The Certification Authority. In this document it is used to describe the CA as described in Figure 7-1
The Registration Authority. In this document it is used to describe the RA as described in Figure 7-1
The front–end of the Registration Authority that interacts with the users. In this document its functionality is described at Figure 7-1
Entity authentication mechanisms allow the verification, of an entity's claimed identity, by another entity. The authenticity of the entity can be ascertained only for the instance of the authentication exchange.
Peer entity authentication is the corroboration that a peer entity in an association is the one claimed. This service is provided for use at the establishment of, or at times during, the data transfer phase of a connection to confirm the identities of one or more of the entities connected to one or more of the other entities.
An unambiguous formula or set of rules for solving a problem in a finite number of steps. Algorithms for encryption are usually called Ciphers.
An entity that attests to the identity of a person or an organisation. A Certificate Authority might be an external company such as VeriSign that offers certificate services or they might be an internal organisation such as a corporate MIS department. The Certificate Authority's chief function is to verify the identity of entities and issue digital certificates attesting to that identity.
The acronym CA can be found in different variations.
Certification Authority (Used in this document and found in most documents)
Certifying Authority (Found in the RSA Security Crypto FAQ)
Certificate Authority (Found in various documents)
An unsigned certificate for submission to a Certification Authority, which signs it with the Private Key. Once the certificate request gets signed, it becomes a Certificate. This term is used in PKIX terminology and it is the same with the Certificate Signing Request. We use both terms to describe the same thing.
An unsigned certificate for submission to a Certification Authority, which signs it with the Private Key of their CA Certificate. Once the CSR is signed, it becomes a real certificate.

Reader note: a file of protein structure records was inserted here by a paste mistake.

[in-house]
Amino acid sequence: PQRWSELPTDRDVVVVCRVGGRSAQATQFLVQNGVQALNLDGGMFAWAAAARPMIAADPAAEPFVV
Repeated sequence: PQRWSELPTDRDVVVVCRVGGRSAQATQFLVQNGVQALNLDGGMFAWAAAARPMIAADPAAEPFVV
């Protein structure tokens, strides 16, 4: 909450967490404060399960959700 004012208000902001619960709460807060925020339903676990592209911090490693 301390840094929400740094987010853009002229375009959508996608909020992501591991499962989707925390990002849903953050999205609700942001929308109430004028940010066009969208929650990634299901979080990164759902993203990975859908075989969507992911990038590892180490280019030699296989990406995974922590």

An algorithm or system for data encryption. Examples are DES, IDEA, RC4, etc.
The result of the encryption of ciphertext, using a cipher.
A configuration command that controls one or more aspects of a program's behavior. In Apache context these are all the command names in the first column of the configuration files.
A cross–certificate is a certificate issued by one CA to another CA which contains a CA signature key used for issuing certificates.
A binary format to encode certificates.
A method of signing electronic documents (otherwise digital data) using Public Key Cryptography.
An electronic record that mathematically links a document to a time and date.
The exchange of goods, services and fiduciary information or instruments via distributed computer and communication networks.
Diminished in cryptographic strength (and security) in order to comply with the United States' Export Administration Regulations (EAR). Export–crippled cryptographic software is limited to a small key size, resulting in Ciphertext which usually can be decrypted by brute force.
Currently there is draft policy in the United States that provides substantial freedom to the availability of cryptographic software. This policy remains to be finalised and voted in order to become effective. Similar legislation is expected to be voted in the European Parliament soon.